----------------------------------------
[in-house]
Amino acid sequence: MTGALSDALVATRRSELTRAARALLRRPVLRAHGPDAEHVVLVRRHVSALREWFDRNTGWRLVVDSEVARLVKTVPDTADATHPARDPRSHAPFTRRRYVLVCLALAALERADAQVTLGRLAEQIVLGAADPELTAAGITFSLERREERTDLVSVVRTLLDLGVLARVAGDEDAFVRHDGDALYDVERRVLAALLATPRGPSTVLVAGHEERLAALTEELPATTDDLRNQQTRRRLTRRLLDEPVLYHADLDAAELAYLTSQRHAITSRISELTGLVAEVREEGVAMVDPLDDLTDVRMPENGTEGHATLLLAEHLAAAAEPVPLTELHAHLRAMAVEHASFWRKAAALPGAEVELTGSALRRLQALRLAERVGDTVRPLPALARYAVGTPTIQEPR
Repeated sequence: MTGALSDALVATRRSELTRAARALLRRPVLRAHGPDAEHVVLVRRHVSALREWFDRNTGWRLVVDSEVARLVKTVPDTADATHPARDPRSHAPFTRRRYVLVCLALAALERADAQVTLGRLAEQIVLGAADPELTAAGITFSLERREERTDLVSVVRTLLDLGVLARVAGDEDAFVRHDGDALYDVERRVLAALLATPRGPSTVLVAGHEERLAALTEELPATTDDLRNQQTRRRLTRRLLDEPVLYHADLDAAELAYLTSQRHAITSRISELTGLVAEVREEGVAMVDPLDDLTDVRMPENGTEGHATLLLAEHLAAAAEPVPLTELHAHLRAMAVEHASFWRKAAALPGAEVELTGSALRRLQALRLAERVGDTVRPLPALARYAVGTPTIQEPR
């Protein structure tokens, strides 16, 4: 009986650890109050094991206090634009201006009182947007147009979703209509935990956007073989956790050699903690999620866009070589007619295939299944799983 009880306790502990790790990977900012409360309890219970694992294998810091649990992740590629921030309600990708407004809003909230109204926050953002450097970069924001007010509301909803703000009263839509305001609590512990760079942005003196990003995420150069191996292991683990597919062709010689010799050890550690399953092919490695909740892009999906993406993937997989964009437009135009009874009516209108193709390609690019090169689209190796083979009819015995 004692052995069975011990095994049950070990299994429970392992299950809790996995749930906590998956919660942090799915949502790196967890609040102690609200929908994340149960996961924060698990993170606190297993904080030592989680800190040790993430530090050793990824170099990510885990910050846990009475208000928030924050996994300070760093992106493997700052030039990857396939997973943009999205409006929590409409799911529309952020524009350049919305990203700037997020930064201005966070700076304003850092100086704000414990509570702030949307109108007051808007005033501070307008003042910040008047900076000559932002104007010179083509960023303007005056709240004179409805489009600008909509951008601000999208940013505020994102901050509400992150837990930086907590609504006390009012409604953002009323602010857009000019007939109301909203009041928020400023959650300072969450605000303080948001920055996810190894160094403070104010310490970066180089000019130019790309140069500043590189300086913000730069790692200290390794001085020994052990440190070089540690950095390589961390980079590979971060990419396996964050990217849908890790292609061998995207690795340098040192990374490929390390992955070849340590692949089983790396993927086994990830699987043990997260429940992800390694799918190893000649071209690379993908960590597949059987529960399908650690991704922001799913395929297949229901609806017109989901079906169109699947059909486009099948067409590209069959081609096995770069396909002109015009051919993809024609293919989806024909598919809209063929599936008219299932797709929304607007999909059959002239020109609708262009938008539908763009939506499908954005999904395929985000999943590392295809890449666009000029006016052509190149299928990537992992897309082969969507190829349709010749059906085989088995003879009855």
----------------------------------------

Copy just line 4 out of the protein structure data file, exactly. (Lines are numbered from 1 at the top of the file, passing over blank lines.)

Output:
């Protein structure tokens, strides 16, 4: 009986650890109050094991206090634009201006009182947007147009979703209509935990956007073989956790050699903690999620866009070589007619295939299944799983 009880306790502990790790990977900012409360309890219970694992294998810091649990992740590629921030309600990708407004809003909230109204926050953002450097970069924001007010509301909803703000009263839509305001609590512990760079942005003196990003995420150069191996292991683990597919062709010689010799050890550690399953092919490695909740892009999906993406993937997989964009437009135009009874009516209108193709390609690019090169689209190796083979009819015995 004692052995069975011990095994049950070990299994429970392992299950809790996995749930906590998956919660942090799915949502790196967890609040102690609200929908994340149960996961924060698990993170606190297993904080030592989680800190040790993430530090050793990824170099990510885990910050846990009475208000928030924050996994300070760093992106493997700052030039990857396939997973943009999205409006929590409409799911529309952020524009350049919305990203700037997020930064201005966070700076304003850092100086704000414990509570702030949307109108007051808007005033501070307008003042910040008047900076000559932002104007010179083509960023303007005056709240004179409805489009600008909509951008601000999208940013505020994102901050509400992150837990930086907590609504006390009012409604953002009323602010857009000019007939109301909203009041928020400023959650300072969450605000303080948001920055996810190894160094403070104010310490970066180089000019130019790309140069500043590189300086913000730069790692200290390794001085020994052990440190070089540690950095390589961390980079590979971060990419396996964050990217849908890790292609061998995207690795340098040192990374490929390390992955070849340590692949089983790396993927086994990830699987043990997260429940992800390694799918190893000649071209690379993908960590597949059987529960399908650690991704922001799913395929297949229901609806017109989901079906169109699947059909486009099948067409590209069959081609096995770069396909002109015009051919993809024609293919989806024909598919809209063929599936008219299932797709929304607007999909059959002239020109609708262009938008539908763009939506499908954005999904395929985000999943590392295809890449666009000029006016052509190149299928990537992992897309082969969507190829349709010749059906085989088995003879009855």